Searching over 5,500,000 cases.

Buy This Entire Record For $7.95

Download the entire decision to receive the complete text, official citation,
docket number, dissents and concurrences, and footnotes for this case.

Learn more about what you receive with purchase of this case.

Dianne M. Kroger v. Michael J. Astrue

February 13, 2012


The opinion of the court was delivered by: Karen E. Schreier Chief Judge


Plaintiff, Dianne M. Kroger, moves for reversal of the Commissioner of Social Security's (Commissioner) decision denying her application for supplemental security income (SSI) under Title XVI of the Social Security Act for the time period between July 26, 2007, and September 17, 2009. The Commissioner opposes this motion. The court reverses and remands.


On July 26, 2007, Kroger applied for SSI and alleged an onset date of February 28, 2007. AR 111.*fn1 On October 15, 2007, the Social Security Administration denied Kroger's application. AR 68. On January 15, 2008, Kroger requested reconsideration, which was denied on April 17, 2008. AR 73. Kroger then requested a hearing before an Administrative Law Judge (ALJ). AR 76. The ALJ held a hearing on September 24, 2009, after which he determined that Kroger was not disabled, and, thus, she was not entitled to SSI benefits. AR 3-13. On November 16, 2009, Kroger requested that the Appeals Council review the decision. AR 2.

On May 2, 2010, Kroger's counsel submitted additional evidence and a "Compassionate Allowances Inquiry" to the Appeals Council addressing a new medical condition, namely lung cancer (adenocarcinoma). AR 210-12. On July 16, 2010, the Appeals Council granted review and proposed finding Kroger disabled beginning on September 18, 2009, due to her lung cancer. AR 105-108.*fn2

After Kroger submitted additional documents, the Appeals Council adopted the ALJ's decision for the time period of July 26, 2007, through September 17, 2009, but found that Kroger was disabled as of September 18, 2009. AR 660. Kroger appeals the Commissioner's final decision regarding the time period of July 26, 2007, through September 17, 2009. Docket 1 at ¶ 2.


Kroger was 48 years old at the time of her application and turned 50 years old on May 20, 2009. AR 111. After Kroger suffered a head injury while waterskiing when she was 16, she began having seizures. AR 334. Kroger continues to take Dilantin for her seizures, but she has not had a seizure for over 20 years. AR 32.

After graduating from high school, Kroger worked in a machinery shop in Flandreau, South Dakota. AR 368. The machinery shop fired her because she had a seizure on her way to work. AR 368. Kroger then worked for Alibi, a bar in Dell Rapids, for an unknown period of time. AR 368. After Alibi, she worked in a bakery and, after that, cleaned houses for a couple of years. AR 368. She lived with her parents until her late 20s or early 30s, and then moved in with her boyfriend, Ross Goetz, with whom she has lived for over 20 years. AR 368. Kroger has no children, but Goetz's 21-year-old son lives in the home. AR 368. Kroger has not worked outside the home since she began living with Goetz. AR 368. Kroger's medical history is set out by each medical condition.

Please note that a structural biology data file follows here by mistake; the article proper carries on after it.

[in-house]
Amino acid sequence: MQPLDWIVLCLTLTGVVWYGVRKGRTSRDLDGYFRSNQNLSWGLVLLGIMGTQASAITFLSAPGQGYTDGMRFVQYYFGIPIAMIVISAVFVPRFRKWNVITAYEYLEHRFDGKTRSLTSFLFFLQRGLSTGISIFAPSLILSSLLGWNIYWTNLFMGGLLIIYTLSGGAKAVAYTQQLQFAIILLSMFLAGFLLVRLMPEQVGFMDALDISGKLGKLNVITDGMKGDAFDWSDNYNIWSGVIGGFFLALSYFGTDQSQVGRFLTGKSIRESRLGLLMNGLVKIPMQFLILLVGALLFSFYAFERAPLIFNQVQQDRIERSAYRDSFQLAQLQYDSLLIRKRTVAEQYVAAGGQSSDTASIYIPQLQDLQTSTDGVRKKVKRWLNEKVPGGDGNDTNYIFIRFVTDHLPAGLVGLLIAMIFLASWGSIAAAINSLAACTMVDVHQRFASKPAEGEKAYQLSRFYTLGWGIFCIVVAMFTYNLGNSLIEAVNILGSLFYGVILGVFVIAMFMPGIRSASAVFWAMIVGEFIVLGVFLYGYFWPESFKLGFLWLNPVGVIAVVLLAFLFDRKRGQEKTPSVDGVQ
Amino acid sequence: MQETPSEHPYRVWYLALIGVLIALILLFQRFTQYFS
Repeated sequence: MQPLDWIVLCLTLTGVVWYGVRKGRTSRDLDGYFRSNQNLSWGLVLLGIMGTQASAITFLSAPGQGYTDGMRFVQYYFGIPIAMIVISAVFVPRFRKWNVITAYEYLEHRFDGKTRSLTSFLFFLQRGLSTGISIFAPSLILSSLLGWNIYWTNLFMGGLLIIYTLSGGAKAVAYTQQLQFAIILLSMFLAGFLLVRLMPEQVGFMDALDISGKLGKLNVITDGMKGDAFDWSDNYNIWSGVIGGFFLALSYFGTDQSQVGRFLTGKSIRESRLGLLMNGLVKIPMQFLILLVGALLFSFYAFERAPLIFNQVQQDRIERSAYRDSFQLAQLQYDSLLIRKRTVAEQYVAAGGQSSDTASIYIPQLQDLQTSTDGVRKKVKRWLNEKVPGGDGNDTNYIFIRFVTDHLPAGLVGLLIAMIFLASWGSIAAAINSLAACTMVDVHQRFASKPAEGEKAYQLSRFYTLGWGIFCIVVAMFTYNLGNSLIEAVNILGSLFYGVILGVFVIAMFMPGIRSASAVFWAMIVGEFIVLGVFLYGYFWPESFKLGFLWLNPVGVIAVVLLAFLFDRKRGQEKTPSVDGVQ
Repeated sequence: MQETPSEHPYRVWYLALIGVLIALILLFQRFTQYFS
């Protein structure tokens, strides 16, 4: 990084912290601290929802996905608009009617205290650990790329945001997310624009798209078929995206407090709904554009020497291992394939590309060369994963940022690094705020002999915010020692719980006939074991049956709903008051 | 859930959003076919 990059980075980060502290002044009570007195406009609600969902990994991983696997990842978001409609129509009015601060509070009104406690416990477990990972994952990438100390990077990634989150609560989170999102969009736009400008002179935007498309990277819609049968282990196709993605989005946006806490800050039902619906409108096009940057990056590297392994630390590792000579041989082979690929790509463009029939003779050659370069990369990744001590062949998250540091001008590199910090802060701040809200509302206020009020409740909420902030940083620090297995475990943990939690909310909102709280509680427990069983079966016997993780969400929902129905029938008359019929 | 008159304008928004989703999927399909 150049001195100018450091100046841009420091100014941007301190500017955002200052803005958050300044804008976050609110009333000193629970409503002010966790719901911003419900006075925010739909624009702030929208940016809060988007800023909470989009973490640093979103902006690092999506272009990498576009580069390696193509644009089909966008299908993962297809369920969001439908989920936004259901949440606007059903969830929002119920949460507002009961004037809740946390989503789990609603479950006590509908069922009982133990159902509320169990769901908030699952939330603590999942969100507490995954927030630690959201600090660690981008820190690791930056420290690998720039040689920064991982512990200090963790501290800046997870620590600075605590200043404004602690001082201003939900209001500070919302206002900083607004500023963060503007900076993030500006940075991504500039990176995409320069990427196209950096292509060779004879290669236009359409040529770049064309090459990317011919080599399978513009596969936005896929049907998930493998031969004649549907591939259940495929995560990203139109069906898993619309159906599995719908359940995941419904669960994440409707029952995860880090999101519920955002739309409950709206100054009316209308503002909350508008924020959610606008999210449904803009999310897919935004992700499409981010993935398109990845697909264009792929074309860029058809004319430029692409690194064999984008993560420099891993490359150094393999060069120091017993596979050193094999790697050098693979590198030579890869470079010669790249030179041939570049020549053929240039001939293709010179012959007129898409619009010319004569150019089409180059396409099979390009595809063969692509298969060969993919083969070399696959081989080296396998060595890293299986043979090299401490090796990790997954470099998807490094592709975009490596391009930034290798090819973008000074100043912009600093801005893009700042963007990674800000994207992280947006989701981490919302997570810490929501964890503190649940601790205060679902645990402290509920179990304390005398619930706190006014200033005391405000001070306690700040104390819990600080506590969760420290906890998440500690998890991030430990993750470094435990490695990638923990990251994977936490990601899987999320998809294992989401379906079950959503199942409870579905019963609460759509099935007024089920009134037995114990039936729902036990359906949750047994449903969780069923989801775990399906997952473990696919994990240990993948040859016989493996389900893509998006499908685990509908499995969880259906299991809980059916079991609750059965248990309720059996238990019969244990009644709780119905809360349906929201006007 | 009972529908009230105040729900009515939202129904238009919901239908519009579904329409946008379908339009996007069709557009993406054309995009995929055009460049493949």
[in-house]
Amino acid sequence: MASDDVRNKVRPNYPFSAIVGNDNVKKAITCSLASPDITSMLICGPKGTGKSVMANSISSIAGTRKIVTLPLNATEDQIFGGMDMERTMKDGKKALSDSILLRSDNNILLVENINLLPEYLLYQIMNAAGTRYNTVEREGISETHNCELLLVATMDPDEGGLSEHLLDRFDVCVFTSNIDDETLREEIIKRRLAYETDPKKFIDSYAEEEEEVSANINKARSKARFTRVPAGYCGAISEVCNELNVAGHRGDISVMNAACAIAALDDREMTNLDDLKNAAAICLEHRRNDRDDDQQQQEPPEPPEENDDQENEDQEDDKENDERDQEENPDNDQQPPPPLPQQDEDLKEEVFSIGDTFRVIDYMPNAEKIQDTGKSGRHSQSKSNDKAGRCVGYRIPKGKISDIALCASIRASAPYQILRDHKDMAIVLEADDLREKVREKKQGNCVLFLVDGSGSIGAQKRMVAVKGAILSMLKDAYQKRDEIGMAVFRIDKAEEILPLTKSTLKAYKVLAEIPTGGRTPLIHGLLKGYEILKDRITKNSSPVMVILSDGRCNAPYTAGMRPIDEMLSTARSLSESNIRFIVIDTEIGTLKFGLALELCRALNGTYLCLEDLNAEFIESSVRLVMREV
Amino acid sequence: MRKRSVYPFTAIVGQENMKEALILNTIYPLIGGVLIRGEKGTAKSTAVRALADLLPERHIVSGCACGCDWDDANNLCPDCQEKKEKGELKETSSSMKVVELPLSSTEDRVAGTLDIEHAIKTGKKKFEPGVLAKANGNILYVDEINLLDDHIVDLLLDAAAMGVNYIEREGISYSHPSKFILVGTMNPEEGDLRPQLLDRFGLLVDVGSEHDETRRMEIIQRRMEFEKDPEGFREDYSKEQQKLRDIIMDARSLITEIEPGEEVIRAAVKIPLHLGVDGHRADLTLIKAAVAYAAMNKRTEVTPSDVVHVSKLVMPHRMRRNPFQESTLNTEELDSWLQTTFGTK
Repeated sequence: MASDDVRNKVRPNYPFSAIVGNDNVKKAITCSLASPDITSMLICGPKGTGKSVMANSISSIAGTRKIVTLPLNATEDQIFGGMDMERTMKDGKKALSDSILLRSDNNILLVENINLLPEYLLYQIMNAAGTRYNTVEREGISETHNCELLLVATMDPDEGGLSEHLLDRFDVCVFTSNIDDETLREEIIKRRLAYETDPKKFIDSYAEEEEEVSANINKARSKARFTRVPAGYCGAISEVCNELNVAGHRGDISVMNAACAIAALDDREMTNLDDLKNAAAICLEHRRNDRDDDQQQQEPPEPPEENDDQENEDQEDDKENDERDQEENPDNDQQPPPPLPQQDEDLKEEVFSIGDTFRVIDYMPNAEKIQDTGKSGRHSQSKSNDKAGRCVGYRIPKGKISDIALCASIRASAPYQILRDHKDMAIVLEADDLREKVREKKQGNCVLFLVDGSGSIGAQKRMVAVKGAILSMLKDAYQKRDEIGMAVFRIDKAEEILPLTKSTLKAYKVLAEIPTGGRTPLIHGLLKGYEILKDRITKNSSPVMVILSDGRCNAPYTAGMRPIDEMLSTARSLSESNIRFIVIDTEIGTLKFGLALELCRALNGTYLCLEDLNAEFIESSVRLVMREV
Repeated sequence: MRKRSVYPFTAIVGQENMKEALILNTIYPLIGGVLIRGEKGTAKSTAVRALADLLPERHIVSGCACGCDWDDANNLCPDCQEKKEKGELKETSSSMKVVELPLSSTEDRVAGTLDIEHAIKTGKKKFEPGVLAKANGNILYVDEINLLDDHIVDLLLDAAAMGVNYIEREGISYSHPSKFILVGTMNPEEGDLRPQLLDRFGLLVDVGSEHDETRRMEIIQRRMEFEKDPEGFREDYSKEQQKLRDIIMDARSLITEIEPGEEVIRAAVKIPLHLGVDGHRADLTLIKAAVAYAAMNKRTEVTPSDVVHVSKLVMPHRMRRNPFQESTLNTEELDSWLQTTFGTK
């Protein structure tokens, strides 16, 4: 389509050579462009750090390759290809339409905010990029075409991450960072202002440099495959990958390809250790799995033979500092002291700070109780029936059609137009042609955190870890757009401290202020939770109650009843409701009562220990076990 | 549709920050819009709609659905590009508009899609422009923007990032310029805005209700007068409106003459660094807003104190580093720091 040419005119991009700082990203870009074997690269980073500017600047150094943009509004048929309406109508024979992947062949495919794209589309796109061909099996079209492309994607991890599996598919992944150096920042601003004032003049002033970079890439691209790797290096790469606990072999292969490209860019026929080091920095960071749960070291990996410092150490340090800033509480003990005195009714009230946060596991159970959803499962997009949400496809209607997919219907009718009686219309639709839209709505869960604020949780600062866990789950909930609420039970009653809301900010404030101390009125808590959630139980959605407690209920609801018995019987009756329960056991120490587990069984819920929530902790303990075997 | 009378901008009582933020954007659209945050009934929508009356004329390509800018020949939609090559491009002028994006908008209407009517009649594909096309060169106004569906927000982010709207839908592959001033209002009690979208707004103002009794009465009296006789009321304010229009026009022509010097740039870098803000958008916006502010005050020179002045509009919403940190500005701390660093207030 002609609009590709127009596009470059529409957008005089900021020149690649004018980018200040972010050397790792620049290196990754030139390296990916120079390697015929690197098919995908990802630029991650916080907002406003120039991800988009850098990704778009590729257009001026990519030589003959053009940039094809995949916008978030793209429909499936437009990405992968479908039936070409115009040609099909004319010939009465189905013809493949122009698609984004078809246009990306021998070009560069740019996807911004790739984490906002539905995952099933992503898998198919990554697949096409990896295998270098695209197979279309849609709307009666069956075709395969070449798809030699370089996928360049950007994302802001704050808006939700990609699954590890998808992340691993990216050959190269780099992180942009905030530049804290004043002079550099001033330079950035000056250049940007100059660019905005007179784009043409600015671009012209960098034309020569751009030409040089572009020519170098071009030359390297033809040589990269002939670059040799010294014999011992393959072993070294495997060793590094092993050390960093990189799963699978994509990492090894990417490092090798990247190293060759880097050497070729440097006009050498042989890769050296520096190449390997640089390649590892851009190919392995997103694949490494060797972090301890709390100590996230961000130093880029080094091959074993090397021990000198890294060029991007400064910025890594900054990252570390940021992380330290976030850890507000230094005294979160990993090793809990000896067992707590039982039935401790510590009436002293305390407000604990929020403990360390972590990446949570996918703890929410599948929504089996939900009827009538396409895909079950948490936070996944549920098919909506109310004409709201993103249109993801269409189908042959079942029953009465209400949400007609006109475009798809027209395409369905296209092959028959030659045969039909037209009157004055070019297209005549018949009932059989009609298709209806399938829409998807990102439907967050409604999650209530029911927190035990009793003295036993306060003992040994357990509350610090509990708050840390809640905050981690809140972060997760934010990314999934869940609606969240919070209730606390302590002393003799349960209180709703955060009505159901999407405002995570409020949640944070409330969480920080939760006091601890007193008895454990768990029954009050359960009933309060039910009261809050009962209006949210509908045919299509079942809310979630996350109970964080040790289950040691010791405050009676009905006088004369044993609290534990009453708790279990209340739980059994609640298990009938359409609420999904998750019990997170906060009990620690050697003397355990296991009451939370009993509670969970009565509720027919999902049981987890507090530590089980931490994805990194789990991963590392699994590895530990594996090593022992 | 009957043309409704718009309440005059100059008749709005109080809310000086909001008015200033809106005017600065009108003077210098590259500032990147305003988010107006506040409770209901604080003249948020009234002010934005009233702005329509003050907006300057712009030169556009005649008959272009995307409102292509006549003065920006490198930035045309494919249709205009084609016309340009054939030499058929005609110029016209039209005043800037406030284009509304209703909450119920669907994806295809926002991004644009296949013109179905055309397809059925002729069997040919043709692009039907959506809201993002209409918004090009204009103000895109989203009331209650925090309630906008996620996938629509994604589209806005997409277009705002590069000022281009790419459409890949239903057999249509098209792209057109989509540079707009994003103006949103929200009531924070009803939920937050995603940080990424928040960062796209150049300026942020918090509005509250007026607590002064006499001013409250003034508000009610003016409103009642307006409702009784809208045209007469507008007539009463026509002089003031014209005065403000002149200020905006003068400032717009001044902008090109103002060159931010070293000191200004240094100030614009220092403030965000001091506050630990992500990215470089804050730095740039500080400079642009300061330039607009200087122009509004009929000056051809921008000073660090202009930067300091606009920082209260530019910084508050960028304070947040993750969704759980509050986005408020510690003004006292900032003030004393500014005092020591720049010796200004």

I. Hodgkin's Lymphoma

Kroger was diagnosed with Hodgkin's lymphoma*fn3 when she was 36 years

old. AR 146. While Kroger has suffered from an occasional flare-up from her Hodgkin's,*fn4 she did not allege that she was disabled due to her Hodgkin's.

On June 10, 2008, a lab report showed that Kroger had a 6-mm by 6-mm noncalcified nodule in the right upper lobe of her lung. AR 411. A biopsy of the nodule later proved to be cancerous, and Kroger had a lobectomy of the right lung on October 19, 2009. AR 529. Because Kroger was not diagnosed with lung cancer during the time period at issue here, the remainder of the facts about Kroger's lung cancer are omitted.

II. Feet

In January of 2005, Kroger sought treatment from Dr. Nicola Pike, D.P.M., for severe pain and discomfort in her right toe. AR 428. Dr. Pike assessed that Kroger suffered from a chronic ingrown toenail and infection of the right great toe. AR 429. Kroger underwent some physical therapy. AR 426. During a March 17, 2006, appointment with Dr. Pike, Kroger reported that she was able to perform all of her normal activities and wear her normal shoes. AR 425.

Kroger did not complain about toe pain again until April of 2008. Dr. Pike removed Kroger's great right toenail and the toenail's root on April 4, 2008. AR 405. Following this procedure, Kroger experienced "purulent discharge," and she was prescribed antibiotics and foot soaks. AR 405.

Kroger also saw Dr. Pike for pain in her left foot in April of 2008, which Dr. Pike diagnosed as metatarsalgia (pain in the forefoot) and left joint bursitis.*fn5 AR 492-93. Dr. Pike referred her to physical therapy, AR 492, which Kroger attended in July and August of 2008. AR 436, 438, 461. On September 19, 2008, Kroger told Dr. Pike that she did not often experience foot pain and that she could perform her normal activities. AR 454.

During the hearing, Kroger testified that she was "still having problems with" her right toe and thought that she would have to see the doctor again because she did not think it was healing correctly. AR 52.

III. Mental Functioning and Rehabilitation Services

A. Mental Functioning